• Pre-christ Christology.  It’s a clever idea, that the OT Jews were actually Christians.  It adds a nice sense of continuity, whether it is ret-conned or not; it certainly does make those otherwise oddball characters seem more understandable, empathetic and modern.  On the downside:  it’s one reason people view the BOM as anachronistic.
  • Additional Scripture.  This takes some of the pressure off the Bible to be the be-all-end-all of God’s word, a scrutiny under which it never holds up that well.  On the downside:  Newly revealed scripture is still subject to change and re-interpretation.

Two “unique” things that simply aren’t a part of our daily Mormon lives anymore can be somewhat relegated to the dustbin of social experimentation do fall into the “not good” category for me:

  • Polygamy.  As far as I know, Mormonism is the only Christian faith that ever practiced it.  It’s not surprising due to the pre-Christ Christology aspect.  We think Abraham, Isaac and Jacob were Mormons.  Notice that none of the early church leaders asked if they should go be nomads in the desert or eat locusts.  We ask the questions we want to hear I guess.
  • Communal Living.  Others have tried it.  Ours, after some nasty stumbles, settled into a comfortable yet strongly encouraged tithing instead, more of a virtual law of consecration.  And the good news is we all get to keep our own stuff and live in our own houses.  Hurrah!

IMO, these are the things that are definitely not good, but are also not at all unique to Mormonism:

  • Sexism.  There are clearly roots of sexism in the church and the current focus on gender roles is obviously a division of labor based on sexist stereotypes, but there is a lot of tempering of male privilege in the church also.  Many other churches have a similar problem with sexist undertones, thanks to Biblical passages that were designed to tone down the prominent role of women in the early Christian church (according to Bart Ehrmann anyway).  Michelle Bachmann even had to admit she would submit to her husband, and she’s running for POTUS, for crying out loud!  And society at large is still struggling to overcome this.
  • JudgmentalismClearly Mormon mothers have nothing on Catholic or Jewish mothers for applying guilt.  The judgmentalism within our communities is usually more friendly and superficial than elsewhere, and often due to lack of exposure.  True, we judge people for some very oddball specific things because of our behavior standards, but we are encouraged not to judge even though human nature often wins out.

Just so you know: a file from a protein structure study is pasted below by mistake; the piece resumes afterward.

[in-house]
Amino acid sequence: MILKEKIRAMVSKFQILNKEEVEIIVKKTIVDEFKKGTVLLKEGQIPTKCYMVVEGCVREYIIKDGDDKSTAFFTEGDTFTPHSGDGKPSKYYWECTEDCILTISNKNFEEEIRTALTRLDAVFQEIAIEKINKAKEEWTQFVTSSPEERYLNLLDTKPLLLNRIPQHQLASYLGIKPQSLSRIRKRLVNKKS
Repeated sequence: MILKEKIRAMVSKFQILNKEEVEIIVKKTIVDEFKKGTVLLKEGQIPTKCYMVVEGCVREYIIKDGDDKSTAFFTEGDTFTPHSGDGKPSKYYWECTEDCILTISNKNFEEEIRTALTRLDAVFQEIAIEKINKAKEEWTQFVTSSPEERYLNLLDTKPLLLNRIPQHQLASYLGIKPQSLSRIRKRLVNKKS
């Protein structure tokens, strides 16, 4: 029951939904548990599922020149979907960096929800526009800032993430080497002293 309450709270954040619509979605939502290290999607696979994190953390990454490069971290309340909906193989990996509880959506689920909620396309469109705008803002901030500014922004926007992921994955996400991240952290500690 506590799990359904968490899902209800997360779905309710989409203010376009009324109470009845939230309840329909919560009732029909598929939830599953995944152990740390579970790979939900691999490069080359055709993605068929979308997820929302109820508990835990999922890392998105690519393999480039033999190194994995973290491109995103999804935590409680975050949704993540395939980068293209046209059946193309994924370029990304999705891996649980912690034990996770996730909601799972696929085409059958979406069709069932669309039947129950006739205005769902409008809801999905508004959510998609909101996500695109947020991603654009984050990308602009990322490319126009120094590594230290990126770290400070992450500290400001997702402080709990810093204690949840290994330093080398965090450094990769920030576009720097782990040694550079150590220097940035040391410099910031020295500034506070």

• Conservative Values.  Pretty much anything that is right wing can be categorized (in my mind anyway) as being someone’s political opinion mingled with scripture.  Same with anything left wing.  Only when commentary deviates from American political party norms do I sit up and take notice.  And at least we are not anti-science like some other conservative faiths out there, and we claim to be politically neutral which is a big step to becoming politically neutral.
  • Authoritarianism.  Mormons really struggle with too much respect for authority and not enough willingness to confront bad behavior.  But they share this trait with pretty much all conservative societies and a big swath of the population at large.  Absolute power corrupts absolutely, but those in leadership positions usually don’t do anything to get actual gain in the church, just praise.  IOW, we are more at risk for swelled heads than lined coffers.
  • Perfectionism.  Obviously, there are many members whose focus on outward appearance leads them to try unsuccessfully to be perfect or at least to appear perfect, and sometimes families can look a little Stepford-like.  But again, it’s not unique to Mormonism.  Maybe we’re just better at perfectionism!
  • Emotionalism.  I’m not a big fan of all the boo-hooing and sentimental stories at church, but Mormonism is clearly in the mainstream there.  That’s probably just a discomfort with religious outbursts in general.

There’s also the good stuff that’s common:  teachings of Jesus, being service oriented, steeples, uncomfortable chairs, potluck socials, and generally being nice people.  Many of our hymns are common to other Christian sects, and they are often sung equally badly by our congregations.

  • So, what do you think is unique and good in the church?
  • What do you think is unique and bad (or uniquely bad)?
  • Is there anything you would add to my list?  Would you take anything away?